Monday, July 1, 2013

Crostoli, Mrs. Leto and First Grade


When Denny and I were married in May of 1968 he was living in Des Moines and I was living in Cedar Rapids. Doug was in kindergarten at Garfield School (pictured above) which was directly across the street from our house. I worked during the day and attended classes at Kirkwood Community College two nights a week. Consequently Douglas and I didn't move to Des Moines until school was out - about three weeks.


Neither Denny nor I had much furniture or money. We found a furnished apartment with reasonable rent at 710 Davis Avenue - south of downtown Des Moines - just up a hill from MacRae Park which is where Doug learned to ride his first bicycle. Our apartment was the upstairs of this large house. I got a job in the accounting department of a manufacturing company - close enough that I could walk to work.


Closer than Doug had to walk to Park Avenue school for first grade which was about a mile away. No more walking across the street to school. He walked it alone each morning and back home each afternoon. I didn't get off work until 5:00, so Doug was left on his own when he got home.


Well, home alone except for our wonderful landlady, Josephine Leto, who lived downstairs. Mrs. Leto's husband, Ignazio, had died some years earlier. They were both natives of Italy and Josephine spoke very little English. She had an impeccably kept small garden in the back where she raised tomatoes, peppers, onions, pole beans, zucchini and herbs - everything an Italian cook needed. She would often yell at the birds and rabbits that thought the garden was for them. I remember how funny I thought it was when I heard my little boy yelling in Italian.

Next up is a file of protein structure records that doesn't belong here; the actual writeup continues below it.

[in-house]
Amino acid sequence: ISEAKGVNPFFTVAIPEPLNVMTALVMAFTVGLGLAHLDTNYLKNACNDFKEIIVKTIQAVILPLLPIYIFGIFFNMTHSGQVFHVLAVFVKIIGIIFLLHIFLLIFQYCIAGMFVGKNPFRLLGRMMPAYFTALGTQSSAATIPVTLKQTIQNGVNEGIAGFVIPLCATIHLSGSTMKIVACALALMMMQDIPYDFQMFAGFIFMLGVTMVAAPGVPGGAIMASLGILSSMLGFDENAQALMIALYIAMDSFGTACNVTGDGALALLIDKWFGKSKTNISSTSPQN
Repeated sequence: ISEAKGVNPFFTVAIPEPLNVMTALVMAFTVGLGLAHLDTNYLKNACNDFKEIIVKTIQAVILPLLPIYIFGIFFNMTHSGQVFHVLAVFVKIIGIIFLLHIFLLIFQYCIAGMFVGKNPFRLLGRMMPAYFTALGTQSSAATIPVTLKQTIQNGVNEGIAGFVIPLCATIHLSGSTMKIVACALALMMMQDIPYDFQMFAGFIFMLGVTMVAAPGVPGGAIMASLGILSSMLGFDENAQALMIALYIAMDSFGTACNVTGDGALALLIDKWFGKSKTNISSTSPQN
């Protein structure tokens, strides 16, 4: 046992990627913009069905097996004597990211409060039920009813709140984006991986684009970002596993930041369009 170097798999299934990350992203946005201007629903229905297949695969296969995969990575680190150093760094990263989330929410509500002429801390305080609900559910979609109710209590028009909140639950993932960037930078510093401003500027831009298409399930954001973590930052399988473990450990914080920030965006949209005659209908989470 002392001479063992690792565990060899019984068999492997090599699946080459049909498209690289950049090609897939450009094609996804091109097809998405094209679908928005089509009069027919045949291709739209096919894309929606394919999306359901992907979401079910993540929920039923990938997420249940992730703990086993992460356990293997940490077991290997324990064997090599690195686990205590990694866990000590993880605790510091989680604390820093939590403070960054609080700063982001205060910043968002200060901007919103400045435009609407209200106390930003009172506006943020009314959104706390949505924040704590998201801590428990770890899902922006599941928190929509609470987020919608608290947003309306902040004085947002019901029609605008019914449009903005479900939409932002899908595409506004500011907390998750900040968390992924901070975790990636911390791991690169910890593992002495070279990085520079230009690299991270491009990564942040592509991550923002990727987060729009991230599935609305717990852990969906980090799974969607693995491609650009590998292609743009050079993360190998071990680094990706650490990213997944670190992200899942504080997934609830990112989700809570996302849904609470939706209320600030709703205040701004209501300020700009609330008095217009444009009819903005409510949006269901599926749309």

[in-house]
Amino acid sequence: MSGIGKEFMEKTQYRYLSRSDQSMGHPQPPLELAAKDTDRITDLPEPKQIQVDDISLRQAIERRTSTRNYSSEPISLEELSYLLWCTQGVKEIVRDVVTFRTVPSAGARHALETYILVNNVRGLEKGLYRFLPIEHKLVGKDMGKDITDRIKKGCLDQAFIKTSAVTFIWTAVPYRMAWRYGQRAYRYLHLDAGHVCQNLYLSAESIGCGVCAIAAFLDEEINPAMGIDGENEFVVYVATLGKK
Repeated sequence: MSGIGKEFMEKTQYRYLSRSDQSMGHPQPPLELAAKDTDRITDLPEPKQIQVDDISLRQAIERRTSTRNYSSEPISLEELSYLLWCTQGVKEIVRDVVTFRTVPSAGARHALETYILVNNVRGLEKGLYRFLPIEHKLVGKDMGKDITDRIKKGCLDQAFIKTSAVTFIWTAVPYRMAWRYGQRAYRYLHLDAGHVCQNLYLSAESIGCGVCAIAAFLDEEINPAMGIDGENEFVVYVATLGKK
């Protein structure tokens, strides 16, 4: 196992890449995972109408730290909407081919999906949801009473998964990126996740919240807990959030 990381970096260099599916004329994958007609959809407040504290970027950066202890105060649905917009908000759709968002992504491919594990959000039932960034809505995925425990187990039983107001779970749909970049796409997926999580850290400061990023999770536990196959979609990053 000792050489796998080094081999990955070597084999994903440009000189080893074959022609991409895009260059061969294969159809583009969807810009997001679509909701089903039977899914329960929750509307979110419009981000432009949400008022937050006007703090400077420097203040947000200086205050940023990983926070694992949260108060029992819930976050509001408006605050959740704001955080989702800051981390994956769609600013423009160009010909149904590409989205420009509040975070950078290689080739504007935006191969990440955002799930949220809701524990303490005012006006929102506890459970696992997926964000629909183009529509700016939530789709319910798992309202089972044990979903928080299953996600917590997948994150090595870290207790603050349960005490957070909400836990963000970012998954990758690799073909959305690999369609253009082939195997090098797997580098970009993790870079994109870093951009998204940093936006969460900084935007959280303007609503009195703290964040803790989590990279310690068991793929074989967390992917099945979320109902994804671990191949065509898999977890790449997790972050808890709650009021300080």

It was awhile before we realized how much time Douglas spent with Mrs. Leto. Most afternoons when he got home from school she would invite him into her kitchen for crostoli (also known as angel wings) and milk. We had trouble understanding Josephine's broken English, but not Doug. He could translate for us. Not only did she spoil him, but two or three times a month when I got home tired from work, she would ring our front door bell and when I went to see who it was she would be in the hallway with some mannicotti or stuffed peppers for our dinner. (I made stuffed peppers for lunch today which is what made me think of Mrs. Leto.)

We met several of her children, but Father Nelo Leto was the one we got to know best. He was the one who helped her with household maintenance and errands. They were both kind, thoughtful people. I hated moving from there but with a baby on the way we needed more space. (If Kari had been born on her due date, that would have been her first home. She was born the day after we moved.)



I don't have a picture of Mrs. Leto but I found this one of her daughter Rosalie in an online obituary. She looks very much like her mother looked when we knew her.


There is no way parents today could or would let a little six-year-old walk to and from school by himself along a busy street in the city. I cringe just thinking about it. But then it was just a fact of life. Doug even went to the dentist by himself a time or two. It was on his way home from school. I'm sure having to take so much responsibility at a young age helped shape the adult he became. I wonder if he ever had crostoli after we moved - or if he has ever made it himself.

3 comments:

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    1. Thanks, Donna. Isn't it funny what jogs our memories? (Stuffed peppers in this instance.) I haven't thought about Mrs. Leto for years.

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  2. In one of those strange coincidences, after not thinking about Mrs. Leto for years, I read in the DM Register of the passing of another of her children. Joseph Carl Leto died July 3 in Moline, IL. He enlisted in the US Navy the year I was born, 1943. His obituary was in the Register on Sunday, July 14.

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